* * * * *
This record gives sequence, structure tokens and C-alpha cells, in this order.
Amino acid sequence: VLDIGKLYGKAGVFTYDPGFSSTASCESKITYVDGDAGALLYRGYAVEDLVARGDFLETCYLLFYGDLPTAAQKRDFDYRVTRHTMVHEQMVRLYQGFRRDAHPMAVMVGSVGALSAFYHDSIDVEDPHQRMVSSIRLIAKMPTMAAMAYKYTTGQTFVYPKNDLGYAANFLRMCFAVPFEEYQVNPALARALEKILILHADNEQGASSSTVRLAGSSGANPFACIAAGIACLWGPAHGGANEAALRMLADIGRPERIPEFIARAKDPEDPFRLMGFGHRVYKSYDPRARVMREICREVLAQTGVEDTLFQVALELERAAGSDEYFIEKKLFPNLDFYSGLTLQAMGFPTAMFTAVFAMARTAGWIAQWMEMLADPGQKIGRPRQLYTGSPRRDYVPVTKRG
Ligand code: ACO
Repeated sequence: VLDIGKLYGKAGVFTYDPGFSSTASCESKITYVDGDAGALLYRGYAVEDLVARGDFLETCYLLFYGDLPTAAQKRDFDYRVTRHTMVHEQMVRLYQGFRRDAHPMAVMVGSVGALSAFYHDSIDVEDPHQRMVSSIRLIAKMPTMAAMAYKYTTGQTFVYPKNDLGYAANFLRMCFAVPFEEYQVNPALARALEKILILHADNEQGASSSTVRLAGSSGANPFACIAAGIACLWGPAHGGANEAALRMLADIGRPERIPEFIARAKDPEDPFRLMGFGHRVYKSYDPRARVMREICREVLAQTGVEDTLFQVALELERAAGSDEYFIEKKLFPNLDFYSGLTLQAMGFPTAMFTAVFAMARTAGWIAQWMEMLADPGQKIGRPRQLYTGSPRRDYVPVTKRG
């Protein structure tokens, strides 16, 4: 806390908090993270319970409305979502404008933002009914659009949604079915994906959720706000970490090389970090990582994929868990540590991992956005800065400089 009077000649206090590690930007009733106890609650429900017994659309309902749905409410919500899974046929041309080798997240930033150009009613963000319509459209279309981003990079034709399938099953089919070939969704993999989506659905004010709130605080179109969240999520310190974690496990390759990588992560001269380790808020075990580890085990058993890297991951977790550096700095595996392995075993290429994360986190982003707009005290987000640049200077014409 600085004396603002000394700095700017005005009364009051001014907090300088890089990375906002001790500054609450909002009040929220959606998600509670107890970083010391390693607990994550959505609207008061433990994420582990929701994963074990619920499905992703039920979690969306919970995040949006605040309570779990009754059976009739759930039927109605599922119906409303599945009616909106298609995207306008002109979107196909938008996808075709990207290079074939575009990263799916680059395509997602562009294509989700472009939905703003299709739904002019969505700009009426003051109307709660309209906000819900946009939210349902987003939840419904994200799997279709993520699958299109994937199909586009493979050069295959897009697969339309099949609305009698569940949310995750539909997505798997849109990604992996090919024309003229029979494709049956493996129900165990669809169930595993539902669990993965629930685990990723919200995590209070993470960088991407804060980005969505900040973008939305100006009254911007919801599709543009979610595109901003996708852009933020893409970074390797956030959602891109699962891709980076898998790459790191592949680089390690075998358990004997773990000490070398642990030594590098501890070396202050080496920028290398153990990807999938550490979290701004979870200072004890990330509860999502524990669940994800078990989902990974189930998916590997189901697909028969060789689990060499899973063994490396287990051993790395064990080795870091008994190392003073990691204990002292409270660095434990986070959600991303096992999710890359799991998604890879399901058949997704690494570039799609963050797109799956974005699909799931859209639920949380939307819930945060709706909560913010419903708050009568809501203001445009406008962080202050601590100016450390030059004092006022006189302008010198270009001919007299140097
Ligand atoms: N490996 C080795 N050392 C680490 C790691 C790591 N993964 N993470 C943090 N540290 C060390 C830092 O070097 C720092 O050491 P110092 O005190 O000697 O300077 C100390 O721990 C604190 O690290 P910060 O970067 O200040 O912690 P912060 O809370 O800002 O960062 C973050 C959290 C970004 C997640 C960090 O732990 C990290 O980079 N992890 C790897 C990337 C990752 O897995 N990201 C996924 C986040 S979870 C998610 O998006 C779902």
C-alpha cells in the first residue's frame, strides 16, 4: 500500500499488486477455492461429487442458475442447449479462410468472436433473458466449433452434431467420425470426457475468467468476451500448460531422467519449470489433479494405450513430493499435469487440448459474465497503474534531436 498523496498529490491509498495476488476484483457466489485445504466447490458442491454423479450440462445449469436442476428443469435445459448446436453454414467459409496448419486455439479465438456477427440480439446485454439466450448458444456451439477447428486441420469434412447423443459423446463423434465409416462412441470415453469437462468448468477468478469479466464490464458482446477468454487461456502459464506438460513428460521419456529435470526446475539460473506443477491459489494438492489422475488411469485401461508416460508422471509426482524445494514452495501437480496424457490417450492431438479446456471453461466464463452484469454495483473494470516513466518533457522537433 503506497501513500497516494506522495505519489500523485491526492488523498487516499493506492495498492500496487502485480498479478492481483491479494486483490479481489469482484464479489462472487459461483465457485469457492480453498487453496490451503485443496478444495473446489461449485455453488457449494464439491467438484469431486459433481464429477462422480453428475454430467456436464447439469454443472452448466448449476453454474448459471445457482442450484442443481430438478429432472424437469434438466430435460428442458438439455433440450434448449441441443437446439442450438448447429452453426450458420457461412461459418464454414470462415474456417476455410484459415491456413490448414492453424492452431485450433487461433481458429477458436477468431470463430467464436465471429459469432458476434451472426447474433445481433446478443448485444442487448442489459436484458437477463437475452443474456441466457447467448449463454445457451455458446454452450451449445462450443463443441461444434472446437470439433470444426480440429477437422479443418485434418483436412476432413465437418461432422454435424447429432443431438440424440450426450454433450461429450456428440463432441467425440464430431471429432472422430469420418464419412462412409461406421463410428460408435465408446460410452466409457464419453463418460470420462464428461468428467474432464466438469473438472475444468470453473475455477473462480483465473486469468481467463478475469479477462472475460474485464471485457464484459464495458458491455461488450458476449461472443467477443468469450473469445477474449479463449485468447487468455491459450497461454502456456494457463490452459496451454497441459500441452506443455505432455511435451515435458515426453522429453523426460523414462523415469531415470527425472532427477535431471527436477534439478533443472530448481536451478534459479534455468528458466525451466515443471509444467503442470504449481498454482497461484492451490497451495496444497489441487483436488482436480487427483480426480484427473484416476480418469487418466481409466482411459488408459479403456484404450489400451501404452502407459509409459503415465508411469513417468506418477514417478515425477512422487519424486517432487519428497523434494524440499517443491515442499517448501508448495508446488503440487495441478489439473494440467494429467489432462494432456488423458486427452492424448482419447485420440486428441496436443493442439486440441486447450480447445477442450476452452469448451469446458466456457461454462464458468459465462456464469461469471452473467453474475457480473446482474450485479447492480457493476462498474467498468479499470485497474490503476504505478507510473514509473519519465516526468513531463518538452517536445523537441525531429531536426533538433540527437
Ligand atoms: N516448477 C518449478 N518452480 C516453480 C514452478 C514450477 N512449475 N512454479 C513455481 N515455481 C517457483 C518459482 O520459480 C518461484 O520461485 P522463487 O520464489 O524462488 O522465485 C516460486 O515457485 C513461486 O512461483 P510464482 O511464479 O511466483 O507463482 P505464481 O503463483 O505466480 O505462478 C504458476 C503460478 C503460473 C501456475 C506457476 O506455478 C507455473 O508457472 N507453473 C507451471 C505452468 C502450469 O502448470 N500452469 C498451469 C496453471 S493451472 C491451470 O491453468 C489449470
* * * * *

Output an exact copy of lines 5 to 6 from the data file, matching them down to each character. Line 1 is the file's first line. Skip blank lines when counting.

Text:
């Protein structure tokens, strides 16, 4: 806390908090993270319970409305979502404008933002009914659009949604079915994906959720706000970490090389970090990582994929868990540590991992956005800065400089 009077000649206090590690930007009733106890609650429900017994659309309902749905409410919500899974046929041309080798997240930033150009009613963000319509459209279309981003990079034709399938099953089919070939969704993999989506659905004010709130605080179109969240999520310190974690496990390759990588992560001269380790808020075990580890085990058993890297991951977790550096700095595996392995075993290429994360986190982003707009005290987000640049200077014409 600085004396603002000394700095700017005005009364009051001014907090300088890089990375906002001790500054609450909002009040929220959606998600509670107890970083010391390693607990994550959505609207008061433990994420582990929701994963074990619920499905992703039920979690969306919970995040949006605040309570779990009754059976009739759930039927109605599922119906409303599945009616909106298609995207306008002109979107196909938008996808075709990207290079074939575009990263799916680059395509997602562009294509989700472009939905703003299709739904002019969505700009009426003051109307709660309209906000819900946009939210349902987003939840419904994200799997279709993520699958299109994937199909586009493979050069295959897009697969339309099949609305009698569940949310995750539909997505798997849109990604992996090919024309003229029979494709049956493996129900165990669809169930595993539902669990993965629930685990990723919200995590209070993470960088991407804060980005969505900040973008939305100006009254911007919801599709543009979610595109901003996708852009933020893409970074390797956030959602891109699962891709980076898998790459790191592949680089390690075998358990004997773990000490070398642990030594590098501890070396202050080496920028290398153990990807999938550490979290701004979870200072004890990330509860999502524990669940994800078990989902990974189930998916590997189901697909028969060789689990060499899973063994490396287990051993790395064990080795870091008994190392003073990691204990002292409270660095434990986070959600991303096992999710890359799991998604890879399901058949997704690494570039799609963050797109799956974005699909799931859209639920949380939307819930945060709706909560913010419903708050009568809501203001445009406008962080202050601590100016450390030059004092006022006189302008010198270009001919007299140097
Ligand atoms: N490996 C080795 N050392 C680490 C790691 C790591 N993964 N993470 C943090 N540290 C060390 C830092 O070097 C720092 O050491 P110092 O005190 O000697 O300077 C100390 O721990 C604190 O690290 P910060 O970067 O200040 O912690 P912060 O809370 O800002 O960062 C973050 C959290 C970004 C997640 C960090 O732990 C990290 O980079 N992890 C790897 C990337 C990752 O897995 N990201 C996924 C986040 S979870 C998610 O998006 C779902």